A Description of Melancholy
But o’er the twilight groves and dusky caves,
Long-sounding aisles, and intermingled graves,
Black Melancholy sits, and round her throws
A death-like silence, and a dread repose.
Her gloomy presence saddens all the scene;
Shades every flow’r, and darkens ev’ry green;
Deepens the murmur of the falling floods,
And breathes a browner horror on the woods.
— Alexander Pope, “Epistle from Eloisa to Abelard”, cited in Joseph Warton, An Essay on the Writings and Genius of Pope, Vol. 1, 1756
A Tale from the East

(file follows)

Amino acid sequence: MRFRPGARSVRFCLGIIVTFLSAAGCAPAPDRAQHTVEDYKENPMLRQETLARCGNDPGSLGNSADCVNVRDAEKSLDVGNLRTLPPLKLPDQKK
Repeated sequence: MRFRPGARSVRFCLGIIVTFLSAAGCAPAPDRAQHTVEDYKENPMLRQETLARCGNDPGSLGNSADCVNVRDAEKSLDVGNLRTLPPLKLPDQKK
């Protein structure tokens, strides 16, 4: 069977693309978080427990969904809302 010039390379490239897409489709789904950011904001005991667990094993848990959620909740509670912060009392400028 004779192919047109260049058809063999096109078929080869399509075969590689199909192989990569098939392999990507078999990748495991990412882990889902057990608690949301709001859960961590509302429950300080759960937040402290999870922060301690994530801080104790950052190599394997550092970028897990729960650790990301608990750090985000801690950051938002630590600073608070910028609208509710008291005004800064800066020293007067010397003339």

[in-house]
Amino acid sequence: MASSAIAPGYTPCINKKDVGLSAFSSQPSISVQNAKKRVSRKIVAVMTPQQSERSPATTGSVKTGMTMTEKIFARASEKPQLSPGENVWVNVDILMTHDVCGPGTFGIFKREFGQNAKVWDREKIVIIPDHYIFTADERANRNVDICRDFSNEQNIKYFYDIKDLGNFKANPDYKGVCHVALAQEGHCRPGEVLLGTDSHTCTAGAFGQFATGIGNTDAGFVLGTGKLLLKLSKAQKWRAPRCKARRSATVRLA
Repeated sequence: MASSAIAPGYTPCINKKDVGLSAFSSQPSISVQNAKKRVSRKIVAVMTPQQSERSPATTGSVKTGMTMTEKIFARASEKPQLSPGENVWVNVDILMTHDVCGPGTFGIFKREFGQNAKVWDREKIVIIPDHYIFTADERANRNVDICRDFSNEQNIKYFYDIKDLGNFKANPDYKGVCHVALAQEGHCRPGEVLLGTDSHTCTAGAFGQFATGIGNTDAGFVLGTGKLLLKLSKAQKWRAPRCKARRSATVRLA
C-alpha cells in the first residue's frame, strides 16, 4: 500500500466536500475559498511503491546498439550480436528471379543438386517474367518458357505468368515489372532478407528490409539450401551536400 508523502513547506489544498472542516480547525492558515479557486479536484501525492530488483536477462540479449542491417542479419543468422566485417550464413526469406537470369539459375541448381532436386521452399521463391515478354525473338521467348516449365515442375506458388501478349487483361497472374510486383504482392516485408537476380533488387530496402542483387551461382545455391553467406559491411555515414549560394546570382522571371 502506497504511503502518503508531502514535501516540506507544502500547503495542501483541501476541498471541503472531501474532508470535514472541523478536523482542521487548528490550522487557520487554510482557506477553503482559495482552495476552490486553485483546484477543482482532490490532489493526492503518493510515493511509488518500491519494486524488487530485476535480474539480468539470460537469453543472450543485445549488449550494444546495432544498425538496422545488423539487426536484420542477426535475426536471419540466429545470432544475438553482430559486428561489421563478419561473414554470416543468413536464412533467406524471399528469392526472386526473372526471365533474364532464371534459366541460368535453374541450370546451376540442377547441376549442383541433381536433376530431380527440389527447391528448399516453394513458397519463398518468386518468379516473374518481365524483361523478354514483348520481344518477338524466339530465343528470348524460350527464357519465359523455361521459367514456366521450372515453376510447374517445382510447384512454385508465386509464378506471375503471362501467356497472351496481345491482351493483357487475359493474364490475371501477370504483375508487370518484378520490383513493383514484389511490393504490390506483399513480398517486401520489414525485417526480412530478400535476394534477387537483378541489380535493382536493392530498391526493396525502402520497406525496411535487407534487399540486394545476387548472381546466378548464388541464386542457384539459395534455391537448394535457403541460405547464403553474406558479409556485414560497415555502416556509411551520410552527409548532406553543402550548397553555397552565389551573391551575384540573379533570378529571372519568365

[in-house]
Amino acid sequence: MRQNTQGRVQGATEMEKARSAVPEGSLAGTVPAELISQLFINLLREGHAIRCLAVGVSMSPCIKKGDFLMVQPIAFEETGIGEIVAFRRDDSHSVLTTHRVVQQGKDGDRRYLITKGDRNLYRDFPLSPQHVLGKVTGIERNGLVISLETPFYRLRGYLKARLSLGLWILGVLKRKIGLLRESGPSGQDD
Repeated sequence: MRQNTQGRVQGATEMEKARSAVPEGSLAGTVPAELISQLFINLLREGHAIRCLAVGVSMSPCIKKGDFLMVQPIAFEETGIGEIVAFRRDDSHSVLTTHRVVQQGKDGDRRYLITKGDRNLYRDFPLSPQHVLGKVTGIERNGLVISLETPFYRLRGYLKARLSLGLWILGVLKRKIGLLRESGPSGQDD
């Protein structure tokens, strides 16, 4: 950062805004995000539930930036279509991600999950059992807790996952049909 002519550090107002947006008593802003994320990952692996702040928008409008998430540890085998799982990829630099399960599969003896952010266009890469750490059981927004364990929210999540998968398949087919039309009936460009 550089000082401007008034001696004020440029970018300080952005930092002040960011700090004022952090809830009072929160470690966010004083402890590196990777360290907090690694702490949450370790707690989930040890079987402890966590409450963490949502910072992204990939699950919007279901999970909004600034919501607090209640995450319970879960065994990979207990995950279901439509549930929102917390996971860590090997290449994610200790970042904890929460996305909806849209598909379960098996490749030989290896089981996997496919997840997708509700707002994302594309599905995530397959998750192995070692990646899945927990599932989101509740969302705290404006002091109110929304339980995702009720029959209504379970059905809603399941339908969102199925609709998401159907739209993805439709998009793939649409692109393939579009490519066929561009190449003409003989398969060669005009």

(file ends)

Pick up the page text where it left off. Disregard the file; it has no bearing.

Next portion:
There is an Eastern story told of a person who taught his parrot to repeat only the words, “What doubt is there of that?” He carried it to the market for sale, fixing the price at one hundred rupees. A Mogul asked the parrot, “Are you worth one hundred rupees?” The parrot answered, “What doubt is there of that?” The Mogul was delighted, and bought the bird. He soon found out that this was all it could say. Ashamed now of his bargain, he said to himself, “I was a fool to buy this bird.” The parrot exclaimed as usual, “What doubt is there of that?”
— The London Journal, Vol. 29, February 19, 1859
“Dean Swift proposed to tax beauty, and to leave every lady to rate her own charms; he said the tax would be cheerfully paid and very productive.”
— Frederick Saunders, Salad for the Social, 1856